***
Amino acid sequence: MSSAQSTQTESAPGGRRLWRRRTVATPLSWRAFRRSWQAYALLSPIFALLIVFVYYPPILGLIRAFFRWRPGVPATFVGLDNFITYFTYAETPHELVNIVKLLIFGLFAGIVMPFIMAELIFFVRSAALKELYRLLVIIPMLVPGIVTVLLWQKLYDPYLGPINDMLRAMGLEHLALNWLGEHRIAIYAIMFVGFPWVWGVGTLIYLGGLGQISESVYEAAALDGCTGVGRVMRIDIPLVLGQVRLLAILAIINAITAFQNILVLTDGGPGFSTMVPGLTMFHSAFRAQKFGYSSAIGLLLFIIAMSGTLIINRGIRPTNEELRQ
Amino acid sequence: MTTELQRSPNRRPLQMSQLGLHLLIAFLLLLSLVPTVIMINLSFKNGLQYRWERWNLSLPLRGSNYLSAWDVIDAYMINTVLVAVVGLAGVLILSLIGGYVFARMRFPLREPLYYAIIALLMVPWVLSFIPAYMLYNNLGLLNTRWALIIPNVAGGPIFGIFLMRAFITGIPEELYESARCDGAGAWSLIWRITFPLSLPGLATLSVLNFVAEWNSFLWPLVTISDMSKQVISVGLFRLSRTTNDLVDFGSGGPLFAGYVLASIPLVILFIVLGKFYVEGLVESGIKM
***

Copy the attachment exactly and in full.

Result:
Amino acid sequence: MSSAQSTQTESAPGGRRLWRRRTVATPLSWRAFRRSWQAYALLSPIFALLIVFVYYPPILGLIRAFFRWRPGVPATFVGLDNFITYFTYAETPHELVNIVKLLIFGLFAGIVMPFIMAELIFFVRSAALKELYRLLVIIPMLVPGIVTVLLWQKLYDPYLGPINDMLRAMGLEHLALNWLGEHRIAIYAIMFVGFPWVWGVGTLIYLGGLGQISESVYEAAALDGCTGVGRVMRIDIPLVLGQVRLLAILAIINAITAFQNILVLTDGGPGFSTMVPGLTMFHSAFRAQKFGYSSAIGLLLFIIAMSGTLIINRGIRPTNEELRQ
Amino acid sequence: MTTELQRSPNRRPLQMSQLGLHLLIAFLLLLSLVPTVIMINLSFKNGLQYRWERWNLSLPLRGSNYLSAWDVIDAYMINTVLVAVVGLAGVLILSLIGGYVFARMRFPLREPLYYAIIALLMVPWVLSFIPAYMLYNNLGLLNTRWALIIPNVAGGPIFGIFLMRAFITGIPEELYESARCDGAGAWSLIWRITFPLSLPGLATLSVLNFVAEWNSFLWPLVTISDMSKQVISVGLFRLSRTTNDLVDFGSGGPLFAGYVLASIPLVILFIVLGKFYVEGLVESGIKM